Federal Energy Regulatory Commission takes action on hydroelectric project license terms
During the Federal Energy Regulatory Commission meeting on Thursday, October 19th, the commission approved increasing the 30-year default license term to a 40-year default license term. This will apply to all license applications received for non-federal projects after this decision is public noticed.
Under the ruling, a license can be issued for a term greater than or less than 40 years under any of the following three conditions:
- To coordinate with license expirations within the same river basin
- If it is part of a Settlement Agreement
- If there are significant voluntary measures and/or investment implemented during the previous license or significant required measures and/or investment during the current license.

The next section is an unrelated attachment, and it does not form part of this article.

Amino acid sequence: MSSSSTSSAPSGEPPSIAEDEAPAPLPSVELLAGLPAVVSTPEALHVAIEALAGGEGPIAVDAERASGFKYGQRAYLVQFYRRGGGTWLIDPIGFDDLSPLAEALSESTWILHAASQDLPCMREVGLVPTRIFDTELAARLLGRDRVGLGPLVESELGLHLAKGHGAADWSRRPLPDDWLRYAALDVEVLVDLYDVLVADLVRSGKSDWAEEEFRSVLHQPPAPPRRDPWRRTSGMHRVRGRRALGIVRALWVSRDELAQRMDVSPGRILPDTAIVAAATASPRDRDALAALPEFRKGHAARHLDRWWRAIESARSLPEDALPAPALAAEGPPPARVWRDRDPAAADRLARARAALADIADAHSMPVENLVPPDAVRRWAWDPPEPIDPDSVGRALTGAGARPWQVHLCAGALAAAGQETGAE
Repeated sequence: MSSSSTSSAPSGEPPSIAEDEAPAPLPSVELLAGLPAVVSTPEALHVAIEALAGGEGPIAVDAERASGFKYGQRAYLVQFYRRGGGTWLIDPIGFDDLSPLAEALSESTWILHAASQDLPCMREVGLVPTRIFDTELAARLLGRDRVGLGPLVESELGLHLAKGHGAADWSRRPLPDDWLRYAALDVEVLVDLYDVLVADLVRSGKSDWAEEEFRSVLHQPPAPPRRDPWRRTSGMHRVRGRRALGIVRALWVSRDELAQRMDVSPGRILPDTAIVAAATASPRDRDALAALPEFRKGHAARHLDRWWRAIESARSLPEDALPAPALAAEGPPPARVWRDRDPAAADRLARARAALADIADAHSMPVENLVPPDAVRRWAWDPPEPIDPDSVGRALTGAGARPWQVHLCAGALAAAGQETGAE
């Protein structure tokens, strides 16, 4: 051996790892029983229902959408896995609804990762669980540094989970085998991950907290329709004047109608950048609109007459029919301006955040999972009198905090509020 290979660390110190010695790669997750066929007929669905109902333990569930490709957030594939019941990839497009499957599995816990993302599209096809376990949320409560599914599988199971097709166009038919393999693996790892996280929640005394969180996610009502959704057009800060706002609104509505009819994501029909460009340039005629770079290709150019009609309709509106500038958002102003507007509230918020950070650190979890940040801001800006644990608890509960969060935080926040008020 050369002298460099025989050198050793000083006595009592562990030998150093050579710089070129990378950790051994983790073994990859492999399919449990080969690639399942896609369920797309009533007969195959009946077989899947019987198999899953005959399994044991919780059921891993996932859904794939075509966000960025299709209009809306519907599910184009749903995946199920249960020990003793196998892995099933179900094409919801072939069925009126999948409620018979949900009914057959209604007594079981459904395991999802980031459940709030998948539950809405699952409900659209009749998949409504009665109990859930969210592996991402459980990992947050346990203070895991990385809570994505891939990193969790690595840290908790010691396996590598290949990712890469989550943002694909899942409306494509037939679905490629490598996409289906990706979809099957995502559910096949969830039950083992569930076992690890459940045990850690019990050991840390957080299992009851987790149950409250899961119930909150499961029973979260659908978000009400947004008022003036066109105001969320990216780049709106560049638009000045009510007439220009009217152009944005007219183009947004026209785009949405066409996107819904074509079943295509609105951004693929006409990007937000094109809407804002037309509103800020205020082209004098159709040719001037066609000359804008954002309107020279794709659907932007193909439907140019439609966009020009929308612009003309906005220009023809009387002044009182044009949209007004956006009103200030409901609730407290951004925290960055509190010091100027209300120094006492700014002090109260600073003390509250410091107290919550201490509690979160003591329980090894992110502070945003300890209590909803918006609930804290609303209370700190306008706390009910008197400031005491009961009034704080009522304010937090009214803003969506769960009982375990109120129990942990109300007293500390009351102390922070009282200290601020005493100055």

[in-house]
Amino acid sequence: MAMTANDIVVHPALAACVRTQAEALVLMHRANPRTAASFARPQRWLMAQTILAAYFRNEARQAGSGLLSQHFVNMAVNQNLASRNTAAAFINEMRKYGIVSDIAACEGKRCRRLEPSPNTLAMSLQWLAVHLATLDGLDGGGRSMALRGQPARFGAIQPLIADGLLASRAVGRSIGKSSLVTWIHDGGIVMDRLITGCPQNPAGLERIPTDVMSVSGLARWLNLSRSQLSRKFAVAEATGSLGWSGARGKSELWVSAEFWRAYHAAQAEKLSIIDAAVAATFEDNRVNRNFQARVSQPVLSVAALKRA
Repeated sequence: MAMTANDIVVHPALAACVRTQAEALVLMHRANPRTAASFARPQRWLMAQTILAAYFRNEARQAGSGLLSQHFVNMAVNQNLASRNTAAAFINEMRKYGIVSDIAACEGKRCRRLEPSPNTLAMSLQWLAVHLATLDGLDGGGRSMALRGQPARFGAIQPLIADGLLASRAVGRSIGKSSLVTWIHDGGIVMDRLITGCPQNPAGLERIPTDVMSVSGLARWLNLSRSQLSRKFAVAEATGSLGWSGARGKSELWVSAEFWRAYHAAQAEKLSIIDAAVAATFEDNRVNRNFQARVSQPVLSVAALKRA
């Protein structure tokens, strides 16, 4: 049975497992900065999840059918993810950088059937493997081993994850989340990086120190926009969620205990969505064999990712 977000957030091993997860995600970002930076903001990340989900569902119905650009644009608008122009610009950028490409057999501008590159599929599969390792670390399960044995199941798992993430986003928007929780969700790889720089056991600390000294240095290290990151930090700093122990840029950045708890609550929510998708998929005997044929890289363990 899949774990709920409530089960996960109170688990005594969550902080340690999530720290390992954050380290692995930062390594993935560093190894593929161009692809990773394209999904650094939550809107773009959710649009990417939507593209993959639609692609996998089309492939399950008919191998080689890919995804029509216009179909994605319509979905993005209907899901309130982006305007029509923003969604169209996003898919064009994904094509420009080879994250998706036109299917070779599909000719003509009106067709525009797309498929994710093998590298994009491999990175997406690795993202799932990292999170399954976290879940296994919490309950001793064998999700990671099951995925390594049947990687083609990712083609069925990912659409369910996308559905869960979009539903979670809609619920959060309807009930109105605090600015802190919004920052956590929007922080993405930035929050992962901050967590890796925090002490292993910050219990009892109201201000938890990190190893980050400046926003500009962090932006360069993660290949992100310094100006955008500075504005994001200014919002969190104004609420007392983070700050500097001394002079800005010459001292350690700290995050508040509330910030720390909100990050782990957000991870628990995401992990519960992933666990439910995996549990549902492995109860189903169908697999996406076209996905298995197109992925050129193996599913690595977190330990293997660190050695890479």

For license applications already submitted, where a license has not yet been issued, the licensee can file an addendum to the application to support the issuance of a 40-year default license term.
The commission will not accept applications to extend license terms to a default 40-year term based solely upon the commission’s ruling, changing the default term to 40 years.
This is a significant action on the part of the commission, and it is expected to increase investment in existing and new hydroelectric projects and reduce administrative burdens for those involved.
I look forward to discussing this and any other FERC hydropower licensing concerns you may have.
Filter by Expertise
Happy Hydropower Day!
August 22, 2019
Arc Flash analysis can prevent catastrophe
July 9, 2019
about 17 hours ago
As our environment changes, so do our stormwater solutions. New technologies and tools are entering the scene—and t… https://t.co/QAkPDb8vpL
01:47 PM Sep 18th
We can't wait to meet our #futureleaders at the @michiganstateu career fair today! Stop by our booth to pick up so… https://t.co/aOtICxZHQy